Along with areas of adjacent Shanxi and Henan provinces, it formed the cradle of the Chinese civilization. In the Republican era of China, the city of Yan'an was near the endpoint of the Long March by the Chinese Red Army, who fled from Jiangxi after the Chinese Soviet Republic were destroyed by the Kuomintang armies, and became the birthplace of the Chinese Communist Revolution from late 1935 to early 1947 and the Communists formed the Shaan-Gan-Ning Border Region in constituent parts of Shaanxi.

The vast majority of the population of Shaanxi is Han Chinese (>99%), with Hui, Manchu and Mongol being the more significant ethnic minorities. Mandarin Chinese is the main spoken language in Shaanxi, including Zhongyuan Mandarin and Southwestern Mandarin dialects; another variety of Chinese, Jin Chinese, is also spoken in the regions neighboring Shanxi.

Shaanxi is China's 15th largest economy, ranking within the middle tier among China's administrative divisions. The fossil fuel and high technology sectors compose the two largest industries in Shaanxi Province. The high technology sector includes aircraft and aerospace industries and Shaanxi produces more than 50% of the R&D and manufacturing equipment for the country's domestic commercial aviation industry.[7]


Languages Pronunciations of
陝西 山西
Jin Chinese[8] [ʂje sɛe̯] [sã sɛe̯]
13th cen. Mandarin[9] [ʃem si] [ʃan si]
Xi'an Mandarin[10] [ʂæ̃ ɕi] [sæ̃ ɕi]
Beijing Mandarin [ʂan ɕi]

The meaning of the province, "Shan's west", traces to circa 1000 BC when the Dukes of Shao and Zhou marked their borders along Shan plateau (陝塬, now Zhanbian plateau).[11] In Chinese typing, the toponym often got mixed up with "valley" (note: distinguish and ).[12] Simplified characters merged the two as .[12]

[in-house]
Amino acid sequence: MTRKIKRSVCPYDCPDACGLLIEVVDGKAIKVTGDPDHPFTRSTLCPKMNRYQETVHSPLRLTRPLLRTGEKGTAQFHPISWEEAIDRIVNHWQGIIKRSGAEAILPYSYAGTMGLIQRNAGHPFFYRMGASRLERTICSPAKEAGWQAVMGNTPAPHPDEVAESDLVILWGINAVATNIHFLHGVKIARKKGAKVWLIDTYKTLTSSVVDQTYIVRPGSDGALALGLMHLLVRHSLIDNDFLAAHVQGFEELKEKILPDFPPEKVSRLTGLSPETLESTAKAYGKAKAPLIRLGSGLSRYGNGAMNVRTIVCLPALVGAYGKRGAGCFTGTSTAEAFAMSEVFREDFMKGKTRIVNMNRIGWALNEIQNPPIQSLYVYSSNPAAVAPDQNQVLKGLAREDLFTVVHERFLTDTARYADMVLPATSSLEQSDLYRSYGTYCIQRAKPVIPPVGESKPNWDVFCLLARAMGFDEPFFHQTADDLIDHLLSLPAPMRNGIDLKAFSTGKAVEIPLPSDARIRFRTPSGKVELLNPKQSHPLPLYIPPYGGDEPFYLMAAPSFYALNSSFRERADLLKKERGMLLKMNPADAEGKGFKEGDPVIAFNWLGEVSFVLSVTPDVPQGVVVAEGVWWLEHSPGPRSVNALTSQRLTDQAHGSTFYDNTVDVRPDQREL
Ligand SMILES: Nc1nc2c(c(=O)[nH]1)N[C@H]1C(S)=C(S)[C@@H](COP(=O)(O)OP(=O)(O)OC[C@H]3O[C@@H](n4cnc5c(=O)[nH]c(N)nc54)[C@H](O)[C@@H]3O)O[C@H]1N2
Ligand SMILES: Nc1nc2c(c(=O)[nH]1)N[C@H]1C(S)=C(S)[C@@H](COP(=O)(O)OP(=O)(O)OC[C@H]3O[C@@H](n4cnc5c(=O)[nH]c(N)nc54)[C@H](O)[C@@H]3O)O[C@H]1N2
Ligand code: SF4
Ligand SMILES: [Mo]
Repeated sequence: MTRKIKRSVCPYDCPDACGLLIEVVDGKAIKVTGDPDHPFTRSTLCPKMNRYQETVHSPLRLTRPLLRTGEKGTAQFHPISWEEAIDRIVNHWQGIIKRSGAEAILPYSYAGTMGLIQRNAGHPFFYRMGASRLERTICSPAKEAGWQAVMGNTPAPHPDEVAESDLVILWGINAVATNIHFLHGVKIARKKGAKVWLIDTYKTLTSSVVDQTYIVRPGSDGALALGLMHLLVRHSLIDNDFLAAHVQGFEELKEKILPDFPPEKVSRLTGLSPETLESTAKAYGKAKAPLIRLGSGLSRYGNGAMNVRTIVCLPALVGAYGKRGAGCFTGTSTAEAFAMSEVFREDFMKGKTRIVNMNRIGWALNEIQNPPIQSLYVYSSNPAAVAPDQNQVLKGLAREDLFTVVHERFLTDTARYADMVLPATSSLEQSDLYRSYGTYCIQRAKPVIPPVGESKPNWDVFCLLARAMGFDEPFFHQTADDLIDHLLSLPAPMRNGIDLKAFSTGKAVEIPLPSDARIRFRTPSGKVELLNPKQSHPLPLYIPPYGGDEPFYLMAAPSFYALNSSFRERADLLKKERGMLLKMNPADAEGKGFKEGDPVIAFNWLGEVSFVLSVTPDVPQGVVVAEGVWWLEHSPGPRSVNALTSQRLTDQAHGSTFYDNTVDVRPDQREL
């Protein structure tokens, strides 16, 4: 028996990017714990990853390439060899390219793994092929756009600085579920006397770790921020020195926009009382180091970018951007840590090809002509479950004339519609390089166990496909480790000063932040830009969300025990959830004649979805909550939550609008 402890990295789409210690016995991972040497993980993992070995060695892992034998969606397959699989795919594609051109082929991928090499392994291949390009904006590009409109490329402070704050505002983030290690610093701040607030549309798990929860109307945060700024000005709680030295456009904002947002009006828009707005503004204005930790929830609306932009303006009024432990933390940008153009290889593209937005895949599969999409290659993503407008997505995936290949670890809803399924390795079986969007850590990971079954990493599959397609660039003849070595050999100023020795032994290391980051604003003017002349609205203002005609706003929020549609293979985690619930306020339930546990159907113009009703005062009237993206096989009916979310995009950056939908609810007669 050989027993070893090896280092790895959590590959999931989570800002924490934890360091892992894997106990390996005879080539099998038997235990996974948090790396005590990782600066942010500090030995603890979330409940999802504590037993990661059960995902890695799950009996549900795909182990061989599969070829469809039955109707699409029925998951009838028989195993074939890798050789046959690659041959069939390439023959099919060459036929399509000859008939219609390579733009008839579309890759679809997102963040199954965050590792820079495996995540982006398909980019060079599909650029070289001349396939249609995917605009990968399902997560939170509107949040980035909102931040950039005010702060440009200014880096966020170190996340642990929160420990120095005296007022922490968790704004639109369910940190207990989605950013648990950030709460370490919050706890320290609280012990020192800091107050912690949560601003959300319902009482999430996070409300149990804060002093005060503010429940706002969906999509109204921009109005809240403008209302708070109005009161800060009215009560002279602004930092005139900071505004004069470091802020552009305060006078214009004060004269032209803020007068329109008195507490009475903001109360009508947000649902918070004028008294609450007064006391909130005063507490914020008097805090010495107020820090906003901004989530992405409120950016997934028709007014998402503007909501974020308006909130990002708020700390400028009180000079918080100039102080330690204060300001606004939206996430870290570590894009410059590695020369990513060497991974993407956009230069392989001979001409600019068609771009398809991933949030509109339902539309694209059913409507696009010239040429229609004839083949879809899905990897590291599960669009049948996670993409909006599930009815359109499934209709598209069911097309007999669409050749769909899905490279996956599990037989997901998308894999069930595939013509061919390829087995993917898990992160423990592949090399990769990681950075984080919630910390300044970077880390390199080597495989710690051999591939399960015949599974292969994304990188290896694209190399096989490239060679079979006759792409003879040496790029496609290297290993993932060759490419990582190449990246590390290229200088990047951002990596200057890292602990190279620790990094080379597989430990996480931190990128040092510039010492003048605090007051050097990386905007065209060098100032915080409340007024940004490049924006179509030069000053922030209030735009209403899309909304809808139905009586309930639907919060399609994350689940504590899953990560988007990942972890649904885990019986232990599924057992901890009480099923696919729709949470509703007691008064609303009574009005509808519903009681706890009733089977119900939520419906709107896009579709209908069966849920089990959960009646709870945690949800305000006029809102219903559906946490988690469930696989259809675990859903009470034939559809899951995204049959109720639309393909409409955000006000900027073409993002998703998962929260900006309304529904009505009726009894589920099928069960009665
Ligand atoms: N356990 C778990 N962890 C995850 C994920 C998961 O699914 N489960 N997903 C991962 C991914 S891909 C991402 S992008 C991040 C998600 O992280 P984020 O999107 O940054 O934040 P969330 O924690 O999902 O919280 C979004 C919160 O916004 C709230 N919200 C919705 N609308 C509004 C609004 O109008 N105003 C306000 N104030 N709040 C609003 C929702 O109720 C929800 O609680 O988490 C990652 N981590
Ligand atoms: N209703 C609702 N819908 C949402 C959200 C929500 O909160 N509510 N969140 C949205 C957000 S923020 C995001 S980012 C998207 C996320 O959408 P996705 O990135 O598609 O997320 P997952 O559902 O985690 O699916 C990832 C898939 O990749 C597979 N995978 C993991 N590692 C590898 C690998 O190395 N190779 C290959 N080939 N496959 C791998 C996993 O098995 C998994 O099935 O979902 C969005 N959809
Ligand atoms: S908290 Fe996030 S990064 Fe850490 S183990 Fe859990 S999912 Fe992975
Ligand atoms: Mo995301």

PostalShensi [14]
Literal meaning"Shǎn's west"

The alphabet rendering of 陝西 and its neighboring province 山西 are troublesome in Beijing Mandarin, which pronounces both as [ʂan ɕi] only with a different tone (rendered as Shǎnxī and Shānxī in pinyin transcription, 1958). To avoid confusion, mainland China recognized the Gwoyeu Romatzyh transcription (1928) for , "Shaan".[13][16]

Nonetheless, the vowels and consonants of and are distinguished in the more conservative Jin Chinese languages native to the two provinces, as shown on the chart to the right (refer to IPA for Jin Chinese for further information). These conservative phonology are reflected on the historical spelling of Shaanxi, "Shensi", known to the Europeans in the 18th century.[14] "Shensi" was recognized in the 1906 Chinese postal romanization. "Shensi" continued to be popular until 1987 when the PRC banned pre-PRC romanizations.[13]


Tongwancheng, capital of Northern Xia (407-431).